Once viewed as a fiction of the most bizarre sci-fi movie, the prolongation of life by the use of new and emerging medical technology is now a reality in 21st-century modern medical science. Today, more than ever before, the timing of a person’s death can be manipulated and controlled by the use of mechanical life-sustaining devices to an extent not considered fifty years ago (Shircore & Barett, 2009). However, the initiation of life-sustaining medical technology has raised a multiplicity of ethical, moral and legal questions and dilemmas, especially in relation to end-of-life decision making. But while this may be so, it may be important to consider the fact that medical technology’s mounting capability to extend or sustain life often involves a choice between death and life in compromised health, and that the best interest of the patient needs to be taken into account to achieve the best range of outcomes (Winter et al., 2009). It is against this backdrop that this essay aims to demonstrate ground why new medical technology should be used to prolong life.
The scope of this essay will revolve around the pros of using new technology to prolong life. Researchers have indeed documented the many advantages that modern medical technology offers to the terminally ill, with Malcolm (1986) noting how dialysis units have found increasing usage among kidney patients due to their ability to ameliorate quality of life, and Cook et al (1999) noting how intensive care unit (ICU) technologies have continued to be used to offer patients right to self-determination and right to dignity. More importantly, Cook et al (2009) argues that modern life support technology should be withheld to assist in determining prognosis, thereby allaying any doubts or uncertainties about the patient’s illness, not mentioning that such an approach can assist medical professionals in providing the best treatment methodologies.
For terminally ill patients, Shircore & Barett (2009) are of the opinion that not only do new medical technologies assist to improve the quality of life at its end, but they help to preserve the sanctity of life. These two qualities are critically important if the terminally ill are to be given a dignified send-off. Indeed, these views are shared by Adam (2009), who suggests that “…human life is fragile and while mortality cannot be prevented it can be delayed so that we may strive for longer, healthier lives” (para. 1).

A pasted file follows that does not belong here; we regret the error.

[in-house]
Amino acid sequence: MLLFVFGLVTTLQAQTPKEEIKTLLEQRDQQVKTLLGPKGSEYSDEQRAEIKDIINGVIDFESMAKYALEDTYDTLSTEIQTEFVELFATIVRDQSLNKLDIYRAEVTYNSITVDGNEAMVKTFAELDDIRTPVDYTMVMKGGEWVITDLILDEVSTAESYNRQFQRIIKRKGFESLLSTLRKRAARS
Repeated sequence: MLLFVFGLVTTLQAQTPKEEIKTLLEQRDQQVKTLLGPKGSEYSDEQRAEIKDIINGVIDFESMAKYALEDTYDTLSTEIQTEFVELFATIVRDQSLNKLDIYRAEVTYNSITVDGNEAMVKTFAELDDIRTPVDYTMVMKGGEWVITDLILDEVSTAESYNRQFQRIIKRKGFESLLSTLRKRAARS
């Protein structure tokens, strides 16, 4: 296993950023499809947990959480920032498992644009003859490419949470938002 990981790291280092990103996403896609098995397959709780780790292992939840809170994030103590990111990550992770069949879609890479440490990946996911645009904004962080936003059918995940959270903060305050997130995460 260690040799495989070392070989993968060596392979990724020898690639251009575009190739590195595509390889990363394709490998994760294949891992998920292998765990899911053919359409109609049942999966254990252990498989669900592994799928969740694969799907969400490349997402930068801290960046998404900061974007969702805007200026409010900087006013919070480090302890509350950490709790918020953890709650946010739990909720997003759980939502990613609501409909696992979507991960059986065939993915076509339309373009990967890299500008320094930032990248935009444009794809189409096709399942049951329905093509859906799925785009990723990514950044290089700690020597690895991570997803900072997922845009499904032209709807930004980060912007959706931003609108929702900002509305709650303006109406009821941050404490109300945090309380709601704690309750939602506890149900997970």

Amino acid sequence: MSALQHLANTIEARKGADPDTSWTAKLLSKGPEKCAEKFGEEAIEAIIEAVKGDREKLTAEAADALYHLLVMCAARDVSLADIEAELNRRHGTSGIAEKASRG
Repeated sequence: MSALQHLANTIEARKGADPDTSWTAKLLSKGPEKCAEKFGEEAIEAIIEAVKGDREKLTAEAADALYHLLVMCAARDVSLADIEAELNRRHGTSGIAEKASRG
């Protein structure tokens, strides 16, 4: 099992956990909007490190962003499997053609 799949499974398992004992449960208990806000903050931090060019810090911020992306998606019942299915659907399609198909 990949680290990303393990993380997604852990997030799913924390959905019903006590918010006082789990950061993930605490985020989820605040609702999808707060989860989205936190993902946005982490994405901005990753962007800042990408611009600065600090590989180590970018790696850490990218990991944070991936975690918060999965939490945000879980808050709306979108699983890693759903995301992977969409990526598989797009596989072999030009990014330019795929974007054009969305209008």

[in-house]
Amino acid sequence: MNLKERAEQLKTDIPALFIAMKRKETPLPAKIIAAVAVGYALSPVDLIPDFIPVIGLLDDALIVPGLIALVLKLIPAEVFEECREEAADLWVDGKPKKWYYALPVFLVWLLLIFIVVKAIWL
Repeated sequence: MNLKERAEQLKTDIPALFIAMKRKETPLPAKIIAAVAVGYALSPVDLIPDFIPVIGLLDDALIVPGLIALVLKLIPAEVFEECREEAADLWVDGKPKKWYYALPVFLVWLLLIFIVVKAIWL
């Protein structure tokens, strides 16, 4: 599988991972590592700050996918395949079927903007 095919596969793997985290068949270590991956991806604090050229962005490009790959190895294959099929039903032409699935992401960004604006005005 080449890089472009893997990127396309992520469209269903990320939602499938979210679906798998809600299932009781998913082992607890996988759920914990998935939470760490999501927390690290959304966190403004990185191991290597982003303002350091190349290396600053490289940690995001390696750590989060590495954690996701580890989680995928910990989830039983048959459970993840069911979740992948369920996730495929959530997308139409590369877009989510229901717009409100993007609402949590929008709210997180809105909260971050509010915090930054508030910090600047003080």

Although there exist compelling social and moral arguments about using new technology to prolong life, some technologies, including “therapeutic hypothermia” technology for cardiac arrest patients, Stereotaxis Magnetic Navigation System for cardiac arrhythmias patients, and radioembolization for liver cancer patients, have already proved their intrinsic worth by virtue of not only improving the quality of life of patients, but also by ensuring they live longer, healthier lives (Adam, 2009). In consequence, it is up to all to all stakeholders, including the government and health fraternity, to ensure that such technologies are made readily available to those who are most in need.
Adam, O. (2009). New medical innovations strive to prolong life. Web.
Cook, D.J., Giacomini, M., Johnson, N., & Willms, D. (1999). Life support in the Intensive Care Unit: A Qualitative Investigation of Technological Purposes. Canadian Medical Journal, 161(9). Web.
Malcolm, A.H. (1986). Extending life or prolonging death? Web.
Shircore, M., & Barett, M. (2009). Uncomfortable bedfellows: Queensland criminal law and patient’s rights to refuse life-sustaining treatment. James Cook University Law Review, 26(16), 90-121.
Winter, L., Dennis, M.P., & Parker, B. (2009). Preferences of life-prolonging medical treatments and deference to the will of God. Journal of Religion and Health, 148(4), 418-430.